On the same day as the Supreme Court ruling on health care, Gwinnett's congressmen had opposite reactions Thursday to a vote to hold Attorney General Eric Holder in contempt of Congress.
Upset by the motion, Democrat Hank Johnson, who represents part of the county, walked out of the House Chamber, along with many members of the Congressional Black Caucus.
"As long as the Justice Department continues to act in good faith to comply with the subpoena, a contempt citation is unenforceable as a matter of law. This contempt vote is a waste of time. Given the Department's track record of compliance, no federal court in the country would enforce it," Johnson said about the move, prompted by the congressional inquiry into Operation Fast and Furious, an Alcohol Tobacco and Firearms operation to track illegal guns over the Mexican border.
A border patrol agent was killed by one of the guns.
"This is about one thing and one thing only -- politics. The Republicans want to embarrass the president, his administration, and most importantly, tarnish his legacy. It's not okay to gang up on the president, plant fishing expeditions to smear his name, and try to devise his downfall," Johnson said. "The thought of this contempt motion sickens my stomach."
U.S. Rep. Rob Woodall, on the other hand, voted in favor of the contempt resolution.
"I am both saddened and infuriated by the events leading up to the vote (Thursday) to hold Attorney General Holder in contempt of Congress," said Woodall, a Republican from Lawrenceville. "President Obama promised the most open and transparent Administration in history. Yet, when a series of bad administration decisions associated with Operation Fast and Furious led to the death of one American law enforcement agent and hundreds of Mexican nationals, the U.S. Attorney General chose to refuse to produce relevant documents and evidence that Chairman Issa and the Oversight Committee are seeking.
"Congress issued a valid subpoena, and Attorney General Holder has ignored it," Woodall added. "Congress has offered opportunity after opportunity for the attorney general to comply with the subpoena, and he has refused, leaving Congress with no choice but to hold him in contempt. The American people deserve answers about the troubling events surrounding Operation Fast and Furious and the lengthy cover-up that followed. With this vote, we will be one step closer to getting those answers."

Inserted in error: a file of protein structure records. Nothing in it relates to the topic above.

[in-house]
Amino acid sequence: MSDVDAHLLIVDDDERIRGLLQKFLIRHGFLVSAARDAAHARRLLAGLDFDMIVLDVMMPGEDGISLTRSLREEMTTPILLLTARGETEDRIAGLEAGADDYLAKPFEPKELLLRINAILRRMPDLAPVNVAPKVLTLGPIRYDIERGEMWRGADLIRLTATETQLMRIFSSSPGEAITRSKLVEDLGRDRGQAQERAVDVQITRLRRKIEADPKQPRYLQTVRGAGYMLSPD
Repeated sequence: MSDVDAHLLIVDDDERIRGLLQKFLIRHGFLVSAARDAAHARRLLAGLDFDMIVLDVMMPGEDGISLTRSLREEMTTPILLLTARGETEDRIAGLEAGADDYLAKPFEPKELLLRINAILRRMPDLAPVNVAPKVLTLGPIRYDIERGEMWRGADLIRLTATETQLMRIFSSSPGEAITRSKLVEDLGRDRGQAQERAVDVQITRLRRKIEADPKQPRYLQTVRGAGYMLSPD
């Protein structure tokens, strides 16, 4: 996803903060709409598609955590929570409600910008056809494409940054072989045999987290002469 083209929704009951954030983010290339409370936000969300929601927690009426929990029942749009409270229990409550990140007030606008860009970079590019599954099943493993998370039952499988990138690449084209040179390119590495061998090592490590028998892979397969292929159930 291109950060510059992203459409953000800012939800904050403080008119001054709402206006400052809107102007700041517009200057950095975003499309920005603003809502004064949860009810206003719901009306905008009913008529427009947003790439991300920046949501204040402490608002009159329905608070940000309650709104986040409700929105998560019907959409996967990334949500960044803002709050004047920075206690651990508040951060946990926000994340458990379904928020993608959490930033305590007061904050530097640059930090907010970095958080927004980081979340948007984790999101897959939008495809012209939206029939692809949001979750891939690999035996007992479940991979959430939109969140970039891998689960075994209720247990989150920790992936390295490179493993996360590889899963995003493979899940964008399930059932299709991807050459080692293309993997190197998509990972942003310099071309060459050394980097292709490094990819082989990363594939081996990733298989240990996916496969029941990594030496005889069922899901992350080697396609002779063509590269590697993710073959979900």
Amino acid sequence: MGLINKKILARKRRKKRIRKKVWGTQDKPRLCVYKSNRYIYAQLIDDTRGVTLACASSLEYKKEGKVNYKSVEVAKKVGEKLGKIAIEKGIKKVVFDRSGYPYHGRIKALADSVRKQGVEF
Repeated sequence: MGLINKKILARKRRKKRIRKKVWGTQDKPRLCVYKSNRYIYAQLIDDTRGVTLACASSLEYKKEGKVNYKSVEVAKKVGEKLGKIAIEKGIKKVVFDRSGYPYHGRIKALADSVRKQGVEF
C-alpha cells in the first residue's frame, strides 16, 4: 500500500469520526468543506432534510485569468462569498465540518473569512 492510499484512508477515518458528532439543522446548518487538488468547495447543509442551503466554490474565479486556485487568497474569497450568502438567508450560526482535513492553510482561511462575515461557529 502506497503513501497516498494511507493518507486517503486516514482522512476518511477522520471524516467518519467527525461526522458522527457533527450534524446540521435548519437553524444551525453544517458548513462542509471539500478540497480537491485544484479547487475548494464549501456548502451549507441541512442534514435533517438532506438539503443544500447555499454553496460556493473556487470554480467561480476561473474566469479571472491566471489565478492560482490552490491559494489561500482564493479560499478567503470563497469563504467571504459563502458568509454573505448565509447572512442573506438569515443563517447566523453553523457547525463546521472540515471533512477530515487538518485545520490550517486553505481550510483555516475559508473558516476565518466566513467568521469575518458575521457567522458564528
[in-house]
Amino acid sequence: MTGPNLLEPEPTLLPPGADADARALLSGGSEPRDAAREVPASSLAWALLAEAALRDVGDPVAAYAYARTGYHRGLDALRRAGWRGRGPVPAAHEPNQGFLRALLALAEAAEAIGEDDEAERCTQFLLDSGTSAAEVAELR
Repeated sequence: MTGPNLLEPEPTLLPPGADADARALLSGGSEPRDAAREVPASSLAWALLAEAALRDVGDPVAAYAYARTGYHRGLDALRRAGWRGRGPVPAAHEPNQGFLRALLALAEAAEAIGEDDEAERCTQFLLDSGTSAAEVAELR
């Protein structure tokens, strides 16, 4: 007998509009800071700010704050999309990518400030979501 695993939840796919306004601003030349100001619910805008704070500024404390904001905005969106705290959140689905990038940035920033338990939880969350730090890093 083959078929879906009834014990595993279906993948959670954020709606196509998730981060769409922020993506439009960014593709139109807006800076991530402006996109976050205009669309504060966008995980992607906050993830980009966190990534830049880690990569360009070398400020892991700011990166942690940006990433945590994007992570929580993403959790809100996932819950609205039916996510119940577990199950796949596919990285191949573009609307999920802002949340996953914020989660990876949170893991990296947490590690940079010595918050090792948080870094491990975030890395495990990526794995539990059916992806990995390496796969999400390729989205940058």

Hunter removed from board
Tommy Hunter, who is running in the District 3 commission race, is no longer a planning commissioner.
Commissioner John Heard asked last month that Hunter be removed from the District 4 slot because of a perceived conflict.
Hunter ran in the District 3 commission race eight years ago before moving to District 4 and seeking that position in 2010. In January, the district lines will change, placing his Buford home in District 3.
But Hunter said that was no reason to remove him from the Planning Commission, a board that recommends resolutions to zoning issues to the county commission.
"The removal was without merit and under false pretense," Hunter said. I'm in District 4 until the new lines go into effect in 2013. I think it's clear that one of the current commissioners was not happy that I was there due to their relationship with my opponent in the commission race. This is exactly why I'm running, I'm sick of the dirty politics that goes on in this county and I plan to change it. You would think the current commission has more important things to do, like finding a solution to our coming water crisis."
Commissioner Mike Beaudreau, the incumbent in District 3 who is seeking a third term, abstained from the vote on the removal.
Political Notebook appears in the Thursday and Sunday editions of the Post.